FROM SPRING EQUINOX
THE EARTH SCHOOL JOURNAL
A journey through the medicine wheel
Spring is the time of the year when the cycle of life, death, and rebirth is complete, and we celebrate the rebirth of the soil and the land. It is a time of fertility and abundance, a season to welcome life after the cold, dark winter. As new life returns and plants start to bloom, the theme of resurrection is ever-present. It’s the season for that which has gone dormant to become revitalised, alive, and reborn.
It is a season of balance when the light is equal to the darkness. Spring Equinox arrives, bringing a warming renewal of all energies that have grown stagnant and cold. This energy shift is an incredible opportunity to set manifestations for the growth cycle ahead.
Lena Brandt · The Spring Equinox · Celebrations & Rituals
Spring Equinox is a sun-based event which falls around March 21st every year. The word Equinox comes from the Latin words for “equal night”- aequus (equal) and nox (night).
On the Equinox, the length of day and night is nearly equal in all parts of the world. It happens at the same moment worldwide, though our clock times reflect a different time zone.
On March 20th we celebrate Spring Equinox here in the Northern Hemisphere. The festival of the sun, when day and night are of equal length. A sacred moment of balance between light and dark, where both exist simultaneously.
The Spring Equinox is an invitation to become aware of light and shadow.
It brings us into harmony and opens the point of stillness and trust. It brings clarity and vision into life and offers us an energetic opportunity to find balance within our deeper selves.
Just as the sun and nature continue to grow in strength, light, and power, our vision and inner treasures that were allowed to ripen during the darker months are now invited to slowly make their way into life. To be born.
We bring renewed passion to our projects, and spend more time outside as we embrace the transition.
We cultivate nourishing practices and rituals, connecting to wonder, joy, and delight. We’re slowly getting ready to step outside, into the light, with all our abilities and gifts, bringing our own medicine forth.
"Those who contemplate the beauty of the earth find reserves of strength that will endure as long as life lasts. There is something infinitely healing in the repeated refrains of nature - the assurance that dawn comes after night, and spring after winter."
- Rachel Carson, Biologist & Author
Simone Meentzen · Birch Beauty · Plant Diary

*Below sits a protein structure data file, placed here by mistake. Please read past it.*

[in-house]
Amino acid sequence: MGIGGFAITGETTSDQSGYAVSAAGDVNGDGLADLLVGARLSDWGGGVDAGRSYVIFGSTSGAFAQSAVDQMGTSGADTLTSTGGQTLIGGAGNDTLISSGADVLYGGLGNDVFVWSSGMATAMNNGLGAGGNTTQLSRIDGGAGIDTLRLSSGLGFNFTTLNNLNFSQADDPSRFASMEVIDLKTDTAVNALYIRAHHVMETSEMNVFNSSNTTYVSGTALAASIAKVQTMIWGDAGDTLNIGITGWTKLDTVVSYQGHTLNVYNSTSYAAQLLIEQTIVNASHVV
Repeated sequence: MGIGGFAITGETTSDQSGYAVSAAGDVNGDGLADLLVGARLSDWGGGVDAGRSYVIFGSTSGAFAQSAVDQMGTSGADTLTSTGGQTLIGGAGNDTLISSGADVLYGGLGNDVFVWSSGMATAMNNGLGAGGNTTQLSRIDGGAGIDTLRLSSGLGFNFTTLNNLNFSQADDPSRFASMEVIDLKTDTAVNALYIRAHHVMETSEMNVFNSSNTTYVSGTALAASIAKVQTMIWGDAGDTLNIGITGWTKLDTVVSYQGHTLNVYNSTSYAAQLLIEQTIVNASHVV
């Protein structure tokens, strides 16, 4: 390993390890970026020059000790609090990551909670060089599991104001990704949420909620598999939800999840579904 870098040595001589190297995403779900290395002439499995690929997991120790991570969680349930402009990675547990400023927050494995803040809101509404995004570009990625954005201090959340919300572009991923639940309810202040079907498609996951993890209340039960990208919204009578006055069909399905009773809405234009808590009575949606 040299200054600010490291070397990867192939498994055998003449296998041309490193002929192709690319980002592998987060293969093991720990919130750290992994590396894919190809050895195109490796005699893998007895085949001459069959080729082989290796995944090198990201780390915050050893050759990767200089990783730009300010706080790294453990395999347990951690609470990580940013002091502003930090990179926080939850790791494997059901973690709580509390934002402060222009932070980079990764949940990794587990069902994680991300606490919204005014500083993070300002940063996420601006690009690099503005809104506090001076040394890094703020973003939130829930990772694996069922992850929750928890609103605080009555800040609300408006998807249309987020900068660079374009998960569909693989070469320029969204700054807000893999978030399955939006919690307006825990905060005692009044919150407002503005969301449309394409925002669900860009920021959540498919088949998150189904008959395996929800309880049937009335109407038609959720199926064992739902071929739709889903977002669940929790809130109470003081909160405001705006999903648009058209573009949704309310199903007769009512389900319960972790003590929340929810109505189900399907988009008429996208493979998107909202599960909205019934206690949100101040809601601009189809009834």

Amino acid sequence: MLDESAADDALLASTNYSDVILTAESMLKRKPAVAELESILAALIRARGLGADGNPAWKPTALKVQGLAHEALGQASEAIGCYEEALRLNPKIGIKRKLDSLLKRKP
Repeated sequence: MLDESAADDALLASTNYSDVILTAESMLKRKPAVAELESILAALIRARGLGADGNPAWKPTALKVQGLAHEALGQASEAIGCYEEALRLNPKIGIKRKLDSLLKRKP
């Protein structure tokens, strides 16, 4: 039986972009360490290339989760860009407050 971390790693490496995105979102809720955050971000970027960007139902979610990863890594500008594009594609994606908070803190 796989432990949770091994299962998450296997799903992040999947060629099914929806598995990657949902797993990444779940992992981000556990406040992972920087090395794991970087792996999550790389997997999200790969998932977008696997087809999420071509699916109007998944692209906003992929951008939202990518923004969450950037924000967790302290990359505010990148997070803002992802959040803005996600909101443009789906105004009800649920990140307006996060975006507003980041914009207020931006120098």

With its white-gray-black, paper-like bark, the birch tree is a symbol of spring in northern Europe. With newly awakened vitality, it gives us the first-ever so delicate green leaves. Her name means „shiny“, and if you take a closer look, you can see the silky sheen on the bark of young birch trees.
Astrologically, the birch is assigned to the Moon and Venus. When her delicate, shiny prancing leaves move in the wind and moonlight, you can recognize the signature of the element air.
The birch tree was revered all over Europe and parts of Asia by our ancestors as a symbol of fertility: its early buds are taken from the forest to decorate the house, girls and women sang and danced under the birch tree.
In past times it was the symbol of the young Goddess: in Ireland, the birch tree was a symbol of Goddess Brigid, in Norse mythology, birch was consecrated to Goddess Freya. In Siberian shamanism, the birch plays a major role as the „world tree“.
Birchwood can be used for making magic wands. German folklore tells of witches flying on brooms made of birch twigs on Walpurgis Night!
Some of the Pre-Christian customs have survived to this day. Also known as the „rod of life“, birch twigs are still used in some rural areas in Europe for fertility rituals: livestock and home are ritually protected with them. Home and yard are swept clean with brooms made of birch twigs.
At Beltane, the May Day tree is often a beautiful decorated young birch tree, under which folks celebrate spring and the awakening of nature!
As true survivors, birch trees have been indigenous to Europe since the Ice Age. The Silver birch (Betula pendula) is extensive throughout Europe, while the Swamp birch (Betula pubescens) can be found in North and Central Europe.
For thousands of years, it has not only been a supplier for wood and a healing ingredient in folk medicine, such as hydrosols from birch leaves which refreshes skin and hair, or as a detox tea but also as a cult tree, birch is closely linked to people’s lives.
Although birch trees love moisture, they are very adaptable and can be found in dry and sandy locations, too.
Perhaps you will come across a birch on your next walk? Or perhaps you even see a tree maiden fairy?
sun in aries
world forestry day
global event since 1971
world water day
global event since 1993
sun in taurus
international mother earth day
global event since 1972